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'I'M SO SORRY' Welsh dog owner's agony after pet's horrific attack maims girl.

Byline: Laura Kemp

A WELSHMAN whose dog savaged a seven-year-old girl in a New Zealand park has told her family: 'I'm so sorry'.

Unemployed Thomas Henry Owen, 55, faces up to three months in prison and a pounds 1,700 fine after his American Staffordshire terrier named Joey tore off half of Carolina Anderson's face.

In court on Friday with friend Brian Hill, 44, who lives at the same Auckland address, they admitted being the owners of an animal that caused serious injury.

The pair, described as unemployed sickness beneficiaries, were granted bail until March 12 when they appear for sentencing.

Joey and a second dog owned by the two men were destroyed yesterday .

Police prosecutor Sergeant Jim Downey told Auckland District Court that Carolina was at the park in the North Island city's Westmere suburb with her family when, unprovoked and without warning, the dog attacked her as she was playing with two other children.

She was unable to defend herself and the dog released her head from its jaws only when it was hit. Owen then removed the dog.

Downey said Carolina suffered horrific and what had been potentially life-threatening injuries, including extensive blood loss.

Family members who rushed the child to the hospital had to return to the park to find missing parts of her face for reattachment.

Downey said when Hill and Owen were arrested neither showed remorse and appeared concerned only for their own self-preservation. But outside the court, defence lawyer Paul Wicks said the men didn't want to make any immediate comment except 'to say how sorry they are about what happened', particularly Owen who was said to be 'deeply distressed'.

A neighbour of Owen and Hill said: 'The dogs were like their children. They had first consideration. They took them walking every day and night, always on a lead.'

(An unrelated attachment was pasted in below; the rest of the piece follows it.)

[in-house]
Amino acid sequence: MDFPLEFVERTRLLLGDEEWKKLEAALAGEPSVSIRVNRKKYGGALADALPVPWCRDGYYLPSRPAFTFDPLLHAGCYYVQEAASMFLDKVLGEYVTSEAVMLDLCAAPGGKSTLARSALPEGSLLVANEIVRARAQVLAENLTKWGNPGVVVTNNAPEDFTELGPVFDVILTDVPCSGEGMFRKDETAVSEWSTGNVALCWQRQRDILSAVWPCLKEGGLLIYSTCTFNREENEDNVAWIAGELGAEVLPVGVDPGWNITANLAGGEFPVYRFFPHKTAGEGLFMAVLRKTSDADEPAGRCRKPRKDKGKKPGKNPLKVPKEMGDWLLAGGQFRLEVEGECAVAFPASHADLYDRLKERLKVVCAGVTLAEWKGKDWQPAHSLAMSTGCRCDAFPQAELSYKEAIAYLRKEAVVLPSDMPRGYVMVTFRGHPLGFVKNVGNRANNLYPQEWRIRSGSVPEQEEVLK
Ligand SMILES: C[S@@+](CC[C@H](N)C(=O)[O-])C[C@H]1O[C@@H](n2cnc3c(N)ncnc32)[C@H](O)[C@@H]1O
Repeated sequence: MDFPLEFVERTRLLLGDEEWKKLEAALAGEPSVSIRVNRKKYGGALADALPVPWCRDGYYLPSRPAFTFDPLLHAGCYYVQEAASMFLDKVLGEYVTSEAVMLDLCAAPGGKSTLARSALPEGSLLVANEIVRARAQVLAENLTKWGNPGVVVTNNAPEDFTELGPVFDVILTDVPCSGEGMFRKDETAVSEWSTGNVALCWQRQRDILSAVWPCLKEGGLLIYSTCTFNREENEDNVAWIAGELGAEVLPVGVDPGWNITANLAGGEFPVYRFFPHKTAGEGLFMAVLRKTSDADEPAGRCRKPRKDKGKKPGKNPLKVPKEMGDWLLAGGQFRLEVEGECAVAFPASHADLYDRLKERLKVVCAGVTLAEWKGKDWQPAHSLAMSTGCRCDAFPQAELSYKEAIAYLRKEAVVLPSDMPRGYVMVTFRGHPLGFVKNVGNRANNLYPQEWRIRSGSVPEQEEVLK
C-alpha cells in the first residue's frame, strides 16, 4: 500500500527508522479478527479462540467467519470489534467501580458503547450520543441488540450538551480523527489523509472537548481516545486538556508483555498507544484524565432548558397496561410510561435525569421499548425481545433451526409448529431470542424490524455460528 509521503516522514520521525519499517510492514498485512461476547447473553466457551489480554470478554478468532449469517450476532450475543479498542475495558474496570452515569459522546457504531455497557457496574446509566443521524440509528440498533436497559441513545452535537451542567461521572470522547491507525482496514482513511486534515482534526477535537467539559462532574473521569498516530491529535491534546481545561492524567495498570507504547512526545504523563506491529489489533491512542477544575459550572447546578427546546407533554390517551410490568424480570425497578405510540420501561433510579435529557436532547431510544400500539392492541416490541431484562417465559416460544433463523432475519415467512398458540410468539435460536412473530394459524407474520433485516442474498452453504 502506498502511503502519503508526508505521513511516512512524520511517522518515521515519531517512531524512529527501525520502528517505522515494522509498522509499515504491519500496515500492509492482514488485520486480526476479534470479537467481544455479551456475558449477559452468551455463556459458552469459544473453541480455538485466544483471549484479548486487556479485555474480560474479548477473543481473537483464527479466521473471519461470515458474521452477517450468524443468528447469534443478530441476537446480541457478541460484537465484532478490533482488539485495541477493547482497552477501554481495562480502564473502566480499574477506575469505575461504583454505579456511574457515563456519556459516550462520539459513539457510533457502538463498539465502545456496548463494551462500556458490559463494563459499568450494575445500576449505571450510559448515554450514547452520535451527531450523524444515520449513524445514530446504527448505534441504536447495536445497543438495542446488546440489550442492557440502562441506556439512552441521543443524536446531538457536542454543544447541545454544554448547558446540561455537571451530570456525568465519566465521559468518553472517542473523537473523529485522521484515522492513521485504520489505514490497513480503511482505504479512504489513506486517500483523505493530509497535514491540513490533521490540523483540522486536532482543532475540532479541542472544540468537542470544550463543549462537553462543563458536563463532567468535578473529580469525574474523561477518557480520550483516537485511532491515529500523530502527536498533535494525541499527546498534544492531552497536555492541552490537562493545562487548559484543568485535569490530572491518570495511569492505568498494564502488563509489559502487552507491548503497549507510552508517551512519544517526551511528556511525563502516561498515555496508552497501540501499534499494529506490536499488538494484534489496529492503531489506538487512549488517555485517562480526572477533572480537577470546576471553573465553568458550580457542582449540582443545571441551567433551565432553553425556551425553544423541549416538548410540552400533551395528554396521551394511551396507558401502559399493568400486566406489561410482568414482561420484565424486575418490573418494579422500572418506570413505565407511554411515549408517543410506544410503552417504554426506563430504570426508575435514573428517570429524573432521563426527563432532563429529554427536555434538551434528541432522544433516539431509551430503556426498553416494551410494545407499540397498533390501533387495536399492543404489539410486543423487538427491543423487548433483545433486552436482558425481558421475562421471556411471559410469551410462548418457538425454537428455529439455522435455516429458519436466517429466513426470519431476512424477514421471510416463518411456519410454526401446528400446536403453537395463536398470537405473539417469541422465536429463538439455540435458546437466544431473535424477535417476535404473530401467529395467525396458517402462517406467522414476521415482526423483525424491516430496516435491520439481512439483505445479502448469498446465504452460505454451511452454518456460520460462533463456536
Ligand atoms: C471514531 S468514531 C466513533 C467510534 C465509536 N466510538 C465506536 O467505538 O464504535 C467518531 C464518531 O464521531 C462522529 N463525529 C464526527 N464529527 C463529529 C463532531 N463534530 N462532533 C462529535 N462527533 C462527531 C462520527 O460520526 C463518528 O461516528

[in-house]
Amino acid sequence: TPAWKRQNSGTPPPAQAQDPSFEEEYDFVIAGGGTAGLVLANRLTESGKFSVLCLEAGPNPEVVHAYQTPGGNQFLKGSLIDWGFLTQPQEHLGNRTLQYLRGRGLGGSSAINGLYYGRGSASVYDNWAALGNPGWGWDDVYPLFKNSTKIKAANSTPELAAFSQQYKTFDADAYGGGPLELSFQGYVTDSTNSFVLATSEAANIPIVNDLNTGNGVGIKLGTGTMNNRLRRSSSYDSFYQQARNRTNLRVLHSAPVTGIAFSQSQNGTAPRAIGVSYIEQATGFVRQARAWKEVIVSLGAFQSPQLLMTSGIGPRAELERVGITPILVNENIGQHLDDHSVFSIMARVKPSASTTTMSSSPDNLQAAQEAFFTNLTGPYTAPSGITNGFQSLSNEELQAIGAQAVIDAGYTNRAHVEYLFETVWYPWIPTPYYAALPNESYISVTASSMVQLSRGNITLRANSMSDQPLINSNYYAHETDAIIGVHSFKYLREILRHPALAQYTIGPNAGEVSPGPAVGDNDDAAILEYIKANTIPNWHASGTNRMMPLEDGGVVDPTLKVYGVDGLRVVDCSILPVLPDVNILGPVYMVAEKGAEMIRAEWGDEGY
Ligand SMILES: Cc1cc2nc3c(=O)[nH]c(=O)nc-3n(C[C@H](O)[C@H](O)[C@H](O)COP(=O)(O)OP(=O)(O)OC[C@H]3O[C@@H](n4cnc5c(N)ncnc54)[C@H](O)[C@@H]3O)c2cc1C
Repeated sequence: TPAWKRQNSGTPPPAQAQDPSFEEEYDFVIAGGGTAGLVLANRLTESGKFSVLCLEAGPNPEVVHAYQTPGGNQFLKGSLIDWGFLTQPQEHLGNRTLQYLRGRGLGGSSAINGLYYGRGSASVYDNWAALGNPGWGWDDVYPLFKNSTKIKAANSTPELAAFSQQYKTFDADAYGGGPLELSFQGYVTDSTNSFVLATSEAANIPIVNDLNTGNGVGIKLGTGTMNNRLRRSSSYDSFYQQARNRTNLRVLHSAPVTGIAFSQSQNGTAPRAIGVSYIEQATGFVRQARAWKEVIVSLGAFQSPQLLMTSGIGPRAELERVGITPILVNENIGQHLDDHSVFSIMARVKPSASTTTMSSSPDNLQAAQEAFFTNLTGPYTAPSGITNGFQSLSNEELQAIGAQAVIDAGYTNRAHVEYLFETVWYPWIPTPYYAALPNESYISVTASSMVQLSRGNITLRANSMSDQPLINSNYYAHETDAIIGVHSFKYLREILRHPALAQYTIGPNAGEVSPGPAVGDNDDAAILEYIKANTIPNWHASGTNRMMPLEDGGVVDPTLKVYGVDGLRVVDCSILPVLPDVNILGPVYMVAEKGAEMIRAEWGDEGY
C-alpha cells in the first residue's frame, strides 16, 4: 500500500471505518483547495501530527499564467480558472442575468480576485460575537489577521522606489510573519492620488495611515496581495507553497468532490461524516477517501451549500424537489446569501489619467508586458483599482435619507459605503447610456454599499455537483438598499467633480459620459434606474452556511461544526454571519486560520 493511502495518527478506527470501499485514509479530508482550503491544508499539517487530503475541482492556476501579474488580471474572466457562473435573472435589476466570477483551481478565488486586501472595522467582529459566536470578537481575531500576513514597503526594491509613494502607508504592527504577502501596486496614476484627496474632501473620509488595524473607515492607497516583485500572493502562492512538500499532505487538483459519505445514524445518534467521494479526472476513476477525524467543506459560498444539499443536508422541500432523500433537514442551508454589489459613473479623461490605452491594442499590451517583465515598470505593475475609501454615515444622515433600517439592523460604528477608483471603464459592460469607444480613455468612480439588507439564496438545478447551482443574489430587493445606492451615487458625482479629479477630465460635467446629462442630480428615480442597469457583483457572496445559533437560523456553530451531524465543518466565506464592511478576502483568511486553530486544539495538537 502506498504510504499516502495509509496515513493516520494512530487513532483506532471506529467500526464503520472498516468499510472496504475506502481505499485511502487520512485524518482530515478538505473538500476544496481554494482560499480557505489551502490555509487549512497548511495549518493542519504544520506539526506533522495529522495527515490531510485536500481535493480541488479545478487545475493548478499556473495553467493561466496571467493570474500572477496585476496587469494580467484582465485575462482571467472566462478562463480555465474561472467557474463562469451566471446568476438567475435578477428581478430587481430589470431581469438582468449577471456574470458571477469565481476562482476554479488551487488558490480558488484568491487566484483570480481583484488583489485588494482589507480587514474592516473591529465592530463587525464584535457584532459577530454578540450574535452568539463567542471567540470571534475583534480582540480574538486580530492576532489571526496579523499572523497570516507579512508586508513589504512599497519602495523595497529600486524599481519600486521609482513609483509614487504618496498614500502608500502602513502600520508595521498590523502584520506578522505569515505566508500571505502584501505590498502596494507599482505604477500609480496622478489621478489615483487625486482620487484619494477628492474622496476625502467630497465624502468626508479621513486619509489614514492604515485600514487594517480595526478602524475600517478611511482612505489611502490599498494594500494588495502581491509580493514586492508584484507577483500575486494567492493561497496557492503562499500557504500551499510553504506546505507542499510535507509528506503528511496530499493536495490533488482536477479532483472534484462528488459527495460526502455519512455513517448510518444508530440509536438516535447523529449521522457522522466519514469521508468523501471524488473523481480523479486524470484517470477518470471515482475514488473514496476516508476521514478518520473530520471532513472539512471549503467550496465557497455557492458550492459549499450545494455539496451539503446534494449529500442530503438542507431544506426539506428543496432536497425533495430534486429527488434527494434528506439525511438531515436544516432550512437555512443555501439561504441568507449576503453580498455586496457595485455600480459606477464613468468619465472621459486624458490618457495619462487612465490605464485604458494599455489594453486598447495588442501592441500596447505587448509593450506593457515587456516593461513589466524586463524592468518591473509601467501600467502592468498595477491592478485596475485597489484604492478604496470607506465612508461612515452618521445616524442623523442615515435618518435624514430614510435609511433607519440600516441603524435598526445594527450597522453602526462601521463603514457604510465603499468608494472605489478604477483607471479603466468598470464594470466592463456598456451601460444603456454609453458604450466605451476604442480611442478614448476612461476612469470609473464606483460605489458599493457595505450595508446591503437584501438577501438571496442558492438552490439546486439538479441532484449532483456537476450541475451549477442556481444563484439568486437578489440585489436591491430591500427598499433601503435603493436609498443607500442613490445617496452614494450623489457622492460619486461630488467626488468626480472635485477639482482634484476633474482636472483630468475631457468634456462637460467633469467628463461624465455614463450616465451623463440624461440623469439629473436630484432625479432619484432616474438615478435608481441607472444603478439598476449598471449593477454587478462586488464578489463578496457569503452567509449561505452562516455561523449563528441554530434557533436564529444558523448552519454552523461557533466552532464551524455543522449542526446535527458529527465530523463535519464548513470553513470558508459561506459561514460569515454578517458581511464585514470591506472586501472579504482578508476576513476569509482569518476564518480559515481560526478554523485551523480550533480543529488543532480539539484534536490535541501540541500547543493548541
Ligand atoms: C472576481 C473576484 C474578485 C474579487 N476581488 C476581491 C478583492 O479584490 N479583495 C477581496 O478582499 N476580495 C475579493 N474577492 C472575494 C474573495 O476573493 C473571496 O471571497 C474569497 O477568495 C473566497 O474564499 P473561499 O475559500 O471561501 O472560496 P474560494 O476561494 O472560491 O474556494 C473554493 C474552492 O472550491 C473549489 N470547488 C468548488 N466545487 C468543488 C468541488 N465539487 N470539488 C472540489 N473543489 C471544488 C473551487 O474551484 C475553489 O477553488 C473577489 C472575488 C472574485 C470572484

Another said they were 'great neighbours' who treated people 'with every consideration'.

Kidz First children's hospital surgeon Janek Januszkiewicz, who has already spent 12 hours operating on Carolina, says she faces years of reconstructive surgery.

Reliving the attack, her dad John Anderson said: 'I felt just instant fear and anxiety. Instant adrenalin. I raced over there ... The dog was mauling Carolina around the head and I dived between the dog and Carolina and tried to detach it.

'There was another male friend who was there with me, or close behind, and between the two of us... it seemed to take a long time to take the dog away from Carolina. I have no idea how long it was or wasn't, it felt like a very long time.

'Once we had the dog off her, it was semi-darkness and I could see immediately that she was badly injured.

'Her whole head was covered in blood. It was such a sickening moment. That I hope I never have to repeat in my life. Just despair. I picked her up in my arms - she was conscious - raced to the car with my wife. She was whimpering. I could see that the top part of her nose and right up to the forehead was missing right down to the depth of the eyes.

'There was just a red hole. There was a piece missing from her cheek.'

He also revealed his daughter was looking forward to getting a puppy before she was attacked. And incredibly he says if she still wants one now, that's OK with him.

John said: 'She can clearly distinguish between a good dog and a bad dog.'

John has started a campaign to change dog control laws and he is travelling to Wellington next week to confront politicians, including Prime Minister Helen Clark, with photographs of his daughter's wrecked face.

He wants immediate changes to laws on dog control, including the banning of dangerous breeds.

John said: 'I'm in it for the long-haul but it doesn't have to be a long-haul. It's up to the Government.'

The Foreign Office says it is in contact with the New Zealand authorities over the case.

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Publication:Wales On Sunday (Cardiff, Wales)
Date:Feb 9, 2003
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